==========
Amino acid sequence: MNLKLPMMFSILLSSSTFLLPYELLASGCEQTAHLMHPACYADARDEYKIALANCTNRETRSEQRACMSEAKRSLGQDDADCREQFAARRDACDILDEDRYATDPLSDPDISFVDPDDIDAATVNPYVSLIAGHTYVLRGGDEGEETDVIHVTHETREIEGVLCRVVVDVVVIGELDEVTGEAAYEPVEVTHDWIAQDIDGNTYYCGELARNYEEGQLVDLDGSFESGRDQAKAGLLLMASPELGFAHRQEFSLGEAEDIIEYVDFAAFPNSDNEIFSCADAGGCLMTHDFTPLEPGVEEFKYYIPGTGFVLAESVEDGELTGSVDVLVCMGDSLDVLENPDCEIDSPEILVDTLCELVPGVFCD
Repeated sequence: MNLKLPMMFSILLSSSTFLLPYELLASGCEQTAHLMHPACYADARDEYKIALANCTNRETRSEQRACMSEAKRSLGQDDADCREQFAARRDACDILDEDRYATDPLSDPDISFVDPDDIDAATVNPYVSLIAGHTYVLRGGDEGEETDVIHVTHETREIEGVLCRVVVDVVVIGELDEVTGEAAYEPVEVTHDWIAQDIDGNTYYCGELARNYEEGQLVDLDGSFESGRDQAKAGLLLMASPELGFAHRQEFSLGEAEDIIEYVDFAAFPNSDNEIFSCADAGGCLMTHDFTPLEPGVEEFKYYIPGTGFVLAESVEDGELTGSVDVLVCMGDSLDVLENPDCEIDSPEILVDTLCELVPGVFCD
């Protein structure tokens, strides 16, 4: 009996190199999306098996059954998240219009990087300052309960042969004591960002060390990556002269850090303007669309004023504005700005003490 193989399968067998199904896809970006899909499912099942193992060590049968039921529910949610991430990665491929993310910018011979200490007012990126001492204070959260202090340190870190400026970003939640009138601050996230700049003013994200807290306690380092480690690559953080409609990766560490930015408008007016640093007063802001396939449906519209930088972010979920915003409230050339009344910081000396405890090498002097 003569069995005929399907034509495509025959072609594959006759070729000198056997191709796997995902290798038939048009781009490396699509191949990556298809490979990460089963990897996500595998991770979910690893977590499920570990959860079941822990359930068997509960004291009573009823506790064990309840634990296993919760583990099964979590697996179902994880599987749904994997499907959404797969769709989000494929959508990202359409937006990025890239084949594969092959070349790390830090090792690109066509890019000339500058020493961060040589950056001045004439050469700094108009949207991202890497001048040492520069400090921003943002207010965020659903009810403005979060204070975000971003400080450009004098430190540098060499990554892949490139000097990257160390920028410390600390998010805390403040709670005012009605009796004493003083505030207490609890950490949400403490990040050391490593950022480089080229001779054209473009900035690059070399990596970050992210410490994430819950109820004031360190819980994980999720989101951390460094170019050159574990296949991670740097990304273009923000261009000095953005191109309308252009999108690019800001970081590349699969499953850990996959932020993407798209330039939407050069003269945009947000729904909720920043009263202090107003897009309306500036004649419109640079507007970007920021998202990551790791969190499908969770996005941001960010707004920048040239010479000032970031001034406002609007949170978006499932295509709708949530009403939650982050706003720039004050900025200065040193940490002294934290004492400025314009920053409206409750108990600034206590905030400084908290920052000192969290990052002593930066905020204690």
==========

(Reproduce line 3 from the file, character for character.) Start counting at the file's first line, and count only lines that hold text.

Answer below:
């Protein structure tokens, strides 16, 4: 009996190199999306098996059954998240219009990087300052309960042969004591960002060390990556002269850090303007669309004023504005700005003490 193989399968067998199904896809970006899909499912099942193992060590049968039921529910949610991430990665491929993310910018011979200490007012990126001492204070959260202090340190870190400026970003939640009138601050996230700049003013994200807290306690380092480690690559953080409609990766560490930015408008007016640093007063802001396939449906519209930088972010979920915003409230050339009344910081000396405890090498002097 003569069995005929399907034509495509025959072609594959006759070729000198056997191709796997995902290798038939048009781009490396699509191949990556298809490979990460089963990897996500595998991770979910690893977590499920570990959860079941822990359930068997509960004291009573009823506790064990309840634990296993919760583990099964979590697996179902994880599987749904994997499907959404797969769709989000494929959508990202359409937006990025890239084949594969092959070349790390830090090792690109066509890019000339500058020493961060040589950056001045004439050469700094108009949207991202890497001048040492520069400090921003943002207010965020659903009810403005979060204070975000971003400080450009004098430190540098060499990554892949490139000097990257160390920028410390600390998010805390403040709670005012009605009796004493003083505030207490609890950490949400403490990040050391490593950022480089080229001779054209473009900035690059070399990596970050992210410490994430819950109820004031360190819980994980999720989101951390460094170019050159574990296949991670740097990304273009923000261009000095953005191109309308252009999108690019800001970081590349699969499953850990996959932020993407798209330039939407050069003269945009947000729904909720920043009263202090107003897009309306500036004649419109640079507007970007920021998202990551790791969190499908969770996005941001960010707004920048040239010479000032970031001034406002609007949170978006499932295509709708949530009403939650982050706003720039004050900025200065040193940490002294934290004492400025314009920053409206409750108990600034206590905030400084908290920052000192969290990052002593930066905020204690």